• We didn’t stand in the way, of the jewish holocaust, why hitler used all manner of killing….. sure we sent supplies to Britain but it wasn’t tell the japanese attacked us that we decided to act… and that S.O.B. will sell that saran to Hamas, and those nutcases will use it against Qatar, Jordan and Israel …..Yet you want to treat Assad with kid gloves just like we did Hitler in the beginning …. not to mention allowing Jordan, or Israel to be in harms way??

      I don’t think this is anything like the mistakes BUSH made in Iraq! it smacks more of WW2.

      I realize we are weary of war, but not doing anything hoping all those stockpiles of gas just go away, not to mention the millions of uprooted people is fucking crazy.

      We all signed treaties to stop poison gas like this after world war 2, we were supposed to be smarter about this.

      If not now it is a matter of when…. when Jordan is attacked, or Israel??

      Sigh!

      • Syria will not attack Israel or Jordan. They will not give Sarin to Hamas, as Hamas is opposed to them in this fight (which has put Mark in an interesting situation, claiming that Hamas, the only government Palestinians have elected, is illegitimate).

        What is somewhat troubling is that the line between Syria and Hezbollah has disappeared – Hezbollah members are fighting extensively in Syria, and when they return home I imagine they’ll expect to be rewarded for their trouble. That’ll mean money and weapons as always. There is a chance that whatever chemical weapons Syria has (and they certainly have them) will be made available to the Hezbollah. I frankly doubt it – Hezbollah probably has no capacity to deploy them effectively, and I doubt even they want to consider the consequences of using them. More importantly, there is little chance of destroying them with the sort of strikes being proposed right now – indeed, if Syria is really afraid of a strike their chemical weapons are probably already in Lebanon.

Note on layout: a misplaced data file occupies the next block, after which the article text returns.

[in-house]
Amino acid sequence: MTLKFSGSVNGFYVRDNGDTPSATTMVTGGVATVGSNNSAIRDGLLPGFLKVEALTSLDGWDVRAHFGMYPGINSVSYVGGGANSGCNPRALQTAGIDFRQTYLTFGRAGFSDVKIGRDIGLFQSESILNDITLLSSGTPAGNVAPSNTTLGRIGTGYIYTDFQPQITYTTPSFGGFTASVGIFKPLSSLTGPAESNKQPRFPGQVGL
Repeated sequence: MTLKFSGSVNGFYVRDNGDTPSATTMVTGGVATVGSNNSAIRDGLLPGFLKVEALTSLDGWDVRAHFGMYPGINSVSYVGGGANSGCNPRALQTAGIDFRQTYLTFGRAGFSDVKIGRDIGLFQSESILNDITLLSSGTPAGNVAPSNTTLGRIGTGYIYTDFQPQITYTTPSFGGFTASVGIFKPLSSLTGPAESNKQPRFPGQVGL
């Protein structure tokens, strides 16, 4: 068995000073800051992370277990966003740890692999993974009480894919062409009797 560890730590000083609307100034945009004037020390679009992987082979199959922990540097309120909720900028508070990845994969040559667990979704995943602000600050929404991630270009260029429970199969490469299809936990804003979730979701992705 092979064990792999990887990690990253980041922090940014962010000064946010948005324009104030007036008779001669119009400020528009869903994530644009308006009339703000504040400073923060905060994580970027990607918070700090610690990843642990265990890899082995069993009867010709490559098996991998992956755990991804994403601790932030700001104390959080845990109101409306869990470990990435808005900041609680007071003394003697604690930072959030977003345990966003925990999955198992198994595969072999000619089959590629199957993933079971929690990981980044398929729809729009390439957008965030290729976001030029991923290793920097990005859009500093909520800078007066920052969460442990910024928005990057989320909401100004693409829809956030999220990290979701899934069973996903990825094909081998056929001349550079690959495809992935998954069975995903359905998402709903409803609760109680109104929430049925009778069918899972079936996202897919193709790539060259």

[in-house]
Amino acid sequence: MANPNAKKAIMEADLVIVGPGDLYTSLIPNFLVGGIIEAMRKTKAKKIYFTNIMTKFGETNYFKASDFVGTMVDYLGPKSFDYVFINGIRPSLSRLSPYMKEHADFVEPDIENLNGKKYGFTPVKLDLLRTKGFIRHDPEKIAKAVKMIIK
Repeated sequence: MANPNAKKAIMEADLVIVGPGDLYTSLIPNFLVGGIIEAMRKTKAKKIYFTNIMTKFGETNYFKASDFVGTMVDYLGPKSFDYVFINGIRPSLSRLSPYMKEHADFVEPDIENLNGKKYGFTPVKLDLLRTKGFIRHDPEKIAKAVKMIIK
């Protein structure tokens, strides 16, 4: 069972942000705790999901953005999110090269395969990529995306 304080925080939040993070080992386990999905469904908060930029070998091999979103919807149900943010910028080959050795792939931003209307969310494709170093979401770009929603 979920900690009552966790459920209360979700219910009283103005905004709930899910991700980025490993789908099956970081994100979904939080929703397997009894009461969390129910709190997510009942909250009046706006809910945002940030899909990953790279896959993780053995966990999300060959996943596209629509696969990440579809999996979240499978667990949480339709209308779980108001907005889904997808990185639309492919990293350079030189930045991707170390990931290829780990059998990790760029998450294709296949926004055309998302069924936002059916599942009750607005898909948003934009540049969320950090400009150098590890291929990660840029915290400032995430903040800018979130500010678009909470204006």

• It is difficult to tell with an outfit like Hamas how much of it is real and how much controlled by the Israelies. I mentioned that it is hard to know the actors in deep state affairs. There is smoke and mirrors, but you seem to want to believe that everything is as it appears. That’s a problem for you, I’ve gathered over the years. You’re very trusting of american sources of information, a big mistake.

          “Hezbollah” formed to drive the Israelis out of Lebanon, and if the Iranians arm and assist them, good on them, as the Israelis are the major source of terrorism in the region, aided and abetted by the US, of course. Hezbollah is a military force, a political party, and like Hamas, runs hospitals, schools and food outlets. But if you are an American and read the newspaper, you assume they are “terrorists.”

          But it’s not black and white. There are black ops, informants, agents provocateur, double agents, paid assassins, spying – and the US and Israel are up to their necks, PW! I hate to be the be to tell you this, but it’s complicated. Your own cou try might be lying to you!

          As to chemical weapons, they all have them, and Syria and Israel have not signed the treaties outlawing them. Did you know that? Did you think that when the White House declared a “red line” that it was anything more than a pretext for a attack, so that the most likely source of the chemical attack is the White House or its henchmen?

          Sorry to be so terse, but it bugs me that you are both naive and preachy and gullible at once. You need to read some books, lots of them.

          • Mark, you’re doing it again – responding to what you think I said, not what I said. First of all, I did not refer to Hezbollah as terrorists; the word lacks meaning (though you continue to use it). Hezbollah is an armed political party – and as such, it has goals. It’s hard to see how chemical weapons further those goals. However, you have a very Manichean view of things – Hezbollah must be good, since Israel is bad. As if the intervention of Shi’ia states into Lebanese affairs is categorically different than Israel intervening on the side of the Phalangists. Hezbollah, like the Phalange, is not a force conducive to stability precisely because they are a confessionally-defined armed group in a country composed entirely of minority religions. The more they dominate Lebanon all out of proportion to the size of the population they represent, the more destabilizing they become (like the Assad family).